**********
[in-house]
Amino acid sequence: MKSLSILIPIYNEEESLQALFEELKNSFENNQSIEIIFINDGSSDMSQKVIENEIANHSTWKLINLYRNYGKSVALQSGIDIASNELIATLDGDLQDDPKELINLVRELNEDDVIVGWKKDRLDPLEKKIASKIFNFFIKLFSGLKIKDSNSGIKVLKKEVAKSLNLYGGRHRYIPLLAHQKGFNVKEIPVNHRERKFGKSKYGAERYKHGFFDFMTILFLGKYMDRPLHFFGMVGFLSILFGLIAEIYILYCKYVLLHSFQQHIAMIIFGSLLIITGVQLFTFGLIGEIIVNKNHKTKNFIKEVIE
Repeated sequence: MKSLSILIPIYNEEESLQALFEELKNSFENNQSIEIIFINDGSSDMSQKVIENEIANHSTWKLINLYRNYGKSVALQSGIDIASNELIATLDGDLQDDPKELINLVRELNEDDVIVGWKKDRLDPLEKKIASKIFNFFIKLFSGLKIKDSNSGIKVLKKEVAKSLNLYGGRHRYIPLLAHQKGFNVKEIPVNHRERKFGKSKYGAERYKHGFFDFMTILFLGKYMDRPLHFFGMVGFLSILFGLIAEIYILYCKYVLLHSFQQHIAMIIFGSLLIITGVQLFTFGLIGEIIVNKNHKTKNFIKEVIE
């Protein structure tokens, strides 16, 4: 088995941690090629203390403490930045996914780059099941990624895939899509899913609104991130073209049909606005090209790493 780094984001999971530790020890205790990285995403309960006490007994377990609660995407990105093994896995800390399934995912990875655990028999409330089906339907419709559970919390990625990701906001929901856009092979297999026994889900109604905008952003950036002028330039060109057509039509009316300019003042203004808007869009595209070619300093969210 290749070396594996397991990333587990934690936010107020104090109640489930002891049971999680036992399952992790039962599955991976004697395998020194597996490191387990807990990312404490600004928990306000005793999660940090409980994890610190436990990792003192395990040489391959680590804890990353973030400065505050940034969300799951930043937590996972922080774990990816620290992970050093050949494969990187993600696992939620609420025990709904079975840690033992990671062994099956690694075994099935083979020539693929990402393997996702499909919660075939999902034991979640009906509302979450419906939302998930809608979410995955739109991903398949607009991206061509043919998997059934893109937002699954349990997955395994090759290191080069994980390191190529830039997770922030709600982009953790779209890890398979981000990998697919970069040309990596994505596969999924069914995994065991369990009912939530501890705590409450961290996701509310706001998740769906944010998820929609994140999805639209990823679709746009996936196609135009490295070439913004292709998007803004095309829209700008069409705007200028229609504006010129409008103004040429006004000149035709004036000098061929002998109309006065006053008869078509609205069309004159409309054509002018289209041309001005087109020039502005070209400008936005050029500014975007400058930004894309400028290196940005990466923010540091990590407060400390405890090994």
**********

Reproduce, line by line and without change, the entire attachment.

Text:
[in-house]
Amino acid sequence: MKSLSILIPIYNEEESLQALFEELKNSFENNQSIEIIFINDGSSDMSQKVIENEIANHSTWKLINLYRNYGKSVALQSGIDIASNELIATLDGDLQDDPKELINLVRELNEDDVIVGWKKDRLDPLEKKIASKIFNFFIKLFSGLKIKDSNSGIKVLKKEVAKSLNLYGGRHRYIPLLAHQKGFNVKEIPVNHRERKFGKSKYGAERYKHGFFDFMTILFLGKYMDRPLHFFGMVGFLSILFGLIAEIYILYCKYVLLHSFQQHIAMIIFGSLLIITGVQLFTFGLIGEIIVNKNHKTKNFIKEVIE
Repeated sequence: MKSLSILIPIYNEEESLQALFEELKNSFENNQSIEIIFINDGSSDMSQKVIENEIANHSTWKLINLYRNYGKSVALQSGIDIASNELIATLDGDLQDDPKELINLVRELNEDDVIVGWKKDRLDPLEKKIASKIFNFFIKLFSGLKIKDSNSGIKVLKKEVAKSLNLYGGRHRYIPLLAHQKGFNVKEIPVNHRERKFGKSKYGAERYKHGFFDFMTILFLGKYMDRPLHFFGMVGFLSILFGLIAEIYILYCKYVLLHSFQQHIAMIIFGSLLIITGVQLFTFGLIGEIIVNKNHKTKNFIKEVIE
């Protein structure tokens, strides 16, 4: 088995941690090629203390403490930045996914780059099941990624895939899509899913609104991130073209049909606005090209790493 780094984001999971530790020890205790990285995403309960006490007994377990609660995407990105093994896995800390399934995912990875655990028999409330089906339907419709559970919390990625990701906001929901856009092979297999026994889900109604905008952003950036002028330039060109057509039509009316300019003042203004808007869009595209070619300093969210 290749070396594996397991990333587990934690936010107020104090109640489930002891049971999680036992399952992790039962599955991976004697395998020194597996490191387990807990990312404490600004928990306000005793999660940090409980994890610190436990990792003192395990040489391959680590804890990353973030400065505050940034969300799951930043937590996972922080774990990816620290992970050093050949494969990187993600696992939620609420025990709904079975840690033992990671062994099956690694075994099935083979020539693929990402393997996702499909919660075939999902034991979640009906509302979450419906939302998930809608979410995955739109991903398949607009991206061509043919998997059934893109937002699954349990997955395994090759290191080069994980390191190529830039997770922030709600982009953790779209890890398979981000990998697919970069040309990596994505596969999924069914995994065991369990009912939530501890705590409450961290996701509310706001998740769906944010998820929609994140999805639209990823679709746009996936196609135009490295070439913004292709998007803004095309829209700008069409705007200028229609504006010129409008103004040429006004000149035709004036000098061929002998109309006065006053008869078509609205069309004159409309054509002018289209041309001005087109020039502005070209400008936005050029500014975007400058930004894309400028290196940005990466923010540091990590407060400390405890090994």